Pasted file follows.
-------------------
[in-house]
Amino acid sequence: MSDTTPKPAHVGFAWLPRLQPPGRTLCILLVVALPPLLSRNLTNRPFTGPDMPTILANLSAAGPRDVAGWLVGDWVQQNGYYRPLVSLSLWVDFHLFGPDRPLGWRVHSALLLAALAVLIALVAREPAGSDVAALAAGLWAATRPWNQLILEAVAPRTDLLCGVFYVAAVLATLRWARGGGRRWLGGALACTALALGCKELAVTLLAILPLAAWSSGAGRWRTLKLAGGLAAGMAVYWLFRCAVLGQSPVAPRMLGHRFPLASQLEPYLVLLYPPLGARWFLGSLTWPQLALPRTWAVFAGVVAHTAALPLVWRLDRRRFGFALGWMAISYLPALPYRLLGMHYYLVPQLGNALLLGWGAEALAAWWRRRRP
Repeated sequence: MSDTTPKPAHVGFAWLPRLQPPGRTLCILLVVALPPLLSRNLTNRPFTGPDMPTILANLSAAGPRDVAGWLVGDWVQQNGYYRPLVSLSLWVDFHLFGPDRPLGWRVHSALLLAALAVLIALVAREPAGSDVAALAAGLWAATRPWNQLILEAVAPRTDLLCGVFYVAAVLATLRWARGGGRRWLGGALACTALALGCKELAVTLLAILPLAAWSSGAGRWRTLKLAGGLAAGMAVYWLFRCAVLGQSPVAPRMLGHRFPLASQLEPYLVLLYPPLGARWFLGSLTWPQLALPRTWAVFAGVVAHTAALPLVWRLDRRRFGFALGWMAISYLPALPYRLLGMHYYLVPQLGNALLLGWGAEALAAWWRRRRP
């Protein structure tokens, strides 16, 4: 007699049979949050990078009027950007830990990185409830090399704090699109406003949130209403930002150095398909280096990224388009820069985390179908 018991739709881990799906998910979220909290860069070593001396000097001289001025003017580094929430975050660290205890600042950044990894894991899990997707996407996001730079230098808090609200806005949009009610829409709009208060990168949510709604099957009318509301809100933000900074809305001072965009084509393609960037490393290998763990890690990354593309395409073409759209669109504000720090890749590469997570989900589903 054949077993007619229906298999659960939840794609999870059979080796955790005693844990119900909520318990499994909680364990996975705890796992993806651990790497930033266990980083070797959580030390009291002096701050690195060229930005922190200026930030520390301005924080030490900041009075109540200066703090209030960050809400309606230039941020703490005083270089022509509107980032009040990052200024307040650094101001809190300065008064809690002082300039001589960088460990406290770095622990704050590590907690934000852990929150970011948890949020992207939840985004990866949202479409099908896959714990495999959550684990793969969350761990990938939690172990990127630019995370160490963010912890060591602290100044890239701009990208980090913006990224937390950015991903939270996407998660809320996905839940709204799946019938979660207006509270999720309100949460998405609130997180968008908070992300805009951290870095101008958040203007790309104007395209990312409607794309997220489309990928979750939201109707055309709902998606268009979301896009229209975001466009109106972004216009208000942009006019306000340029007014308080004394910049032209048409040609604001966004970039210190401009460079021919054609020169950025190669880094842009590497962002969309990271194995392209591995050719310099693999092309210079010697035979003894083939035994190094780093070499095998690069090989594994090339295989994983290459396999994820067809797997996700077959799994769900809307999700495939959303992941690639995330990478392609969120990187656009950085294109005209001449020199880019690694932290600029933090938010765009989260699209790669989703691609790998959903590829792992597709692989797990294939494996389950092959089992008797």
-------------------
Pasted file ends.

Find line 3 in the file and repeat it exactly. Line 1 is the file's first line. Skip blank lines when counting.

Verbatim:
Repeated sequence: MSDTTPKPAHVGFAWLPRLQPPGRTLCILLVVALPPLLSRNLTNRPFTGPDMPTILANLSAAGPRDVAGWLVGDWVQQNGYYRPLVSLSLWVDFHLFGPDRPLGWRVHSALLLAALAVLIALVAREPAGSDVAALAAGLWAATRPWNQLILEAVAPRTDLLCGVFYVAAVLATLRWARGGGRRWLGGALACTALALGCKELAVTLLAILPLAAWSSGAGRWRTLKLAGGLAAGMAVYWLFRCAVLGQSPVAPRMLGHRFPLASQLEPYLVLLYPPLGARWFLGSLTWPQLALPRTWAVFAGVVAHTAALPLVWRLDRRRFGFALGWMAISYLPALPYRLLGMHYYLVPQLGNALLLGWGAEALAAWWRRRRP